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Keeping Council

Commemorative Coin, 1893 World ExpoEditorial note: Over half of this post was composed in July 2017. At the time, this post could have been seen as politically neutral (where ALA is the political landscape I’m referring to) but tilted toward change and reform. Since then, Events Have Transpired. I revised this post in November, but at the time hesitated to post it because Events Were Still Transpiring. Today, in January 2018, I believe even more strongly in what I write here, but take note that the post didn’t have a hidden agenda when I wrote it, and, except where noted, it still reflects my thoughts from last July, regardless of ensuing events. My agendas tend to be fairly straightforward. — KGS

 

Original Post, in which Councilors are Urged to Council

Edits in 2018 noted with bolding.

As of July 2017, I am back on ALA Council for my fifth (non-consecutive) term since joining the American Library Association in 1991. In June I attended Council Orientation, and though it was excellent–the whole idea that Councilors would benefit from an introduction to the process is a beneficial concept that emerged over the last two decades–it did make me reflect on what I would add if there had been a follow-on conversation with sitting Councilors called “sharing the wisdom.” I was particularly alerted to that by comments during Orientation which pointed up a traditional view of the Council process where ALA’s largest governing body is largely inactive for over 350 days a year, only rousing when we prepare to meet face to face.

Take or leave what I say here, or boldly contradict me, but it does come from an abundance of experience.

You are a Councilor year-round

Most newly-elected Councilors “take their seats” immediately after the annual conference following their election — a factoid with significance. Council, as a body, struggles with being a year-round entity that takes action twice a year during highly-condensed meetings during a conference with many other things happening. I have written about this before, in a dryly wonky post from 2012 that also addresses Council’s composition and the role of chapters. I proposed that Council meet four times a year, in a solstice-and-equinox model. Two of those meetings (the “solstice” meetings) could  be online. (As far back as 2007 I was hinting around about the overhead and carbon footprint of Midwinter.) I doubt Midwinter will go to an online format even within the next decade–it’s a moneymaker for ALA, if less so than before, and ALA’s change cycle is glacial–but the proposal was intended to get people thinking about how Council does, and doesn’t, operate.

In lieu of any serious reconsideration of Council, here are some thoughts.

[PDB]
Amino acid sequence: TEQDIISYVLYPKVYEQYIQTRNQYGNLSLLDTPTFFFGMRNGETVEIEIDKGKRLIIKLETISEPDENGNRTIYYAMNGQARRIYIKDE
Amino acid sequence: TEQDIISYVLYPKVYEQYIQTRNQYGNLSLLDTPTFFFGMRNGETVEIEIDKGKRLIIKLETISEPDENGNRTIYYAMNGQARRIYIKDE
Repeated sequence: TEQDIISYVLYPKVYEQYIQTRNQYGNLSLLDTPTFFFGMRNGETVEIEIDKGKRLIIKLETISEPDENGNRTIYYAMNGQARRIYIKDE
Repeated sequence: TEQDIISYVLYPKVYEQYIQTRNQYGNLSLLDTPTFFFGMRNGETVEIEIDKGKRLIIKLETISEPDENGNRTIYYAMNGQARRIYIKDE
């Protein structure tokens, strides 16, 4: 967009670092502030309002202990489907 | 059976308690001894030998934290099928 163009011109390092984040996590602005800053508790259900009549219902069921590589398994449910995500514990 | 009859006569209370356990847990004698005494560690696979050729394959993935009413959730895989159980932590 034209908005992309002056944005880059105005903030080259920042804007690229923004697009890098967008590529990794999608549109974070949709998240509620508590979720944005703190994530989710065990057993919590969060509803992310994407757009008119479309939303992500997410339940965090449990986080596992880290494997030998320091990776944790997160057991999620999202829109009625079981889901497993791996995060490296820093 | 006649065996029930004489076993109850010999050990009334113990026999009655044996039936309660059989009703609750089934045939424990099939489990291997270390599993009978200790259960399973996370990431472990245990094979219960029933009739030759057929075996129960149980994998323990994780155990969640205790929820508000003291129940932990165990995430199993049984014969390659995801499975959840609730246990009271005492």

First, think of yourself as a year-round Councilor, even if you do not represent a constituency such as a state chapter or a division that meets and takes action outside of ALA. Have at least a passing familiarity with the ALA Policy Manual. Bookmark it and be prepared to reference it. Get familiar with ALA’s financial model through the videos that explain things such as the operating agreement. Read and learn about ALA. Share news. Read the reports shared on the list, and post your thoughts and your questions. Think critically about what you’re reading. It’s possible to love your Association, believe with your heart that it has a bright future, and still raise your eyebrows about pat responses to budget questions, reassurances that membership figures and publishing revenue will rebound, and glib responses about the value of units such as the Planning and Budget Assembly.

Come to Council prepared. Read everything you can in advance, speak with other Councilors, and apply solid reflection, and research if needed, before you finish packing for your trip. Preparation requires an awareness that you will be deluged with reading just as you are struggling to button up work at your library and preparing to be away for nearly a week, so skimming is essential. I focus on issues where I know I can share expertise, and provide input when I can. Also, I am proud we do memorial resolutions and other commemorations but I don’t dwell on them in advance unless I have helped write them or had close familiarity with the people involved.

Fee, Fie, Foe, Forum

Coming prepared to Council is one of those values Council has struggled with. Looking at the Council list for the week prior to Annual 2017, the only conversation was a discussion about the relocation of the Council Forum meeting room from one hotel to another, complete with an inquiry asking if ALA could rent a special bus to tote Councilors to and from the Forum hotel.

Council Forum is an informal convening that has taken place for decades to enable Council to discuss resolutions and other actions outside of the strictures of parliamentary procedure. It meets three times during ALA, in the evening, and though it is optional, I agree with the Councilor who noted that important work happens at this informal gathering.

I am conflicted about Forum. It allows substantive discussion about key resolutions to happen outside of the constrictive frameworks of parliamentary procedure. Forum is also well-run, with volunteer Councilors managing the conversation. But Forum also appears to have morphed into a substitute for reading and conversation in advance. It also means that Councilors have to block out yet more time to do “the work of the Association,” which in turn takes us away from other opportunities during the few days we are together as an Association. I don’t say this to whine about the sacrifice of giving up dinners and networking with ALA colleagues, though those experiences are important to me, but rather to point out that Forum as a necessary-but-optional Council activity takes a silo–that Brobdingnabian body that is ALA Council–and further silos it. That can’t be good for ALA. As Councilors, we benefit from cross-pollination with the work of the Association.

Resolved: To tread lightly with resolutions

New Councilors, and I was one of them once, are eager to solve ALA’s problems by submitting resolutions. Indeed, there are new Councilors who see resolutions as the work of Council, and there have been round tables and other units that clearly saw their work as generating reams of lightly-edited, poorly-written resolutions just prior to and during the conference.